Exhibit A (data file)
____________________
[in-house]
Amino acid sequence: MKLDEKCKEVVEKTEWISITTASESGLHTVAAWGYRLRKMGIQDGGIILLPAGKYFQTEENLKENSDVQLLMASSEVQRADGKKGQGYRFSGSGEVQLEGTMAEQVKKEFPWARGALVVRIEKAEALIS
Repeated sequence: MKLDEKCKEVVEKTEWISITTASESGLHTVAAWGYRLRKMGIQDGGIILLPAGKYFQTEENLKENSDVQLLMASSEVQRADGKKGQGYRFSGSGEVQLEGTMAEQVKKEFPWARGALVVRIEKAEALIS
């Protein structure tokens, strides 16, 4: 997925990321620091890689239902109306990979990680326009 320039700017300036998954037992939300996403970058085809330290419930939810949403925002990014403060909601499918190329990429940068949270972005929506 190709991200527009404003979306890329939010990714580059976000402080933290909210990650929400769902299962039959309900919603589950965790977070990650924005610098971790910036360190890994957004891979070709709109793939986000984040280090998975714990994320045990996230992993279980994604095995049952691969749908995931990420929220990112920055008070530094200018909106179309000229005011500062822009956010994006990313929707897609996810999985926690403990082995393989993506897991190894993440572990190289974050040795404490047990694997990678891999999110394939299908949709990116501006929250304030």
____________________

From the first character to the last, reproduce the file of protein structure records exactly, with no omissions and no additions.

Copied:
[in-house]
Amino acid sequence: MKLDEKCKEVVEKTEWISITTASESGLHTVAAWGYRLRKMGIQDGGIILLPAGKYFQTEENLKENSDVQLLMASSEVQRADGKKGQGYRFSGSGEVQLEGTMAEQVKKEFPWARGALVVRIEKAEALIS
Repeated sequence: MKLDEKCKEVVEKTEWISITTASESGLHTVAAWGYRLRKMGIQDGGIILLPAGKYFQTEENLKENSDVQLLMASSEVQRADGKKGQGYRFSGSGEVQLEGTMAEQVKKEFPWARGALVVRIEKAEALIS
């Protein structure tokens, strides 16, 4: 997925990321620091890689239902109306990979990680326009 320039700017300036998954037992939300996403970058085809330290419930939810949403925002990014403060909601499918190329990429940068949270972005929506 190709991200527009404003979306890329939010990714580059976000402080933290909210990650929400769902299962039959309900919603589950965790977070990650924005610098971790910036360190890994957004891979070709709109793939986000984040280090998975714990994320045990996230992993279980994604095995049952691969749908995931990420929220990112920055008070530094200018909106179309000229005011500062822009956010994006990313929707897609996810999985926690403990082995393989993506897991190894993440572990190289974050040795404490047990694997990678891999999110394939299908949709990116501006929250304030």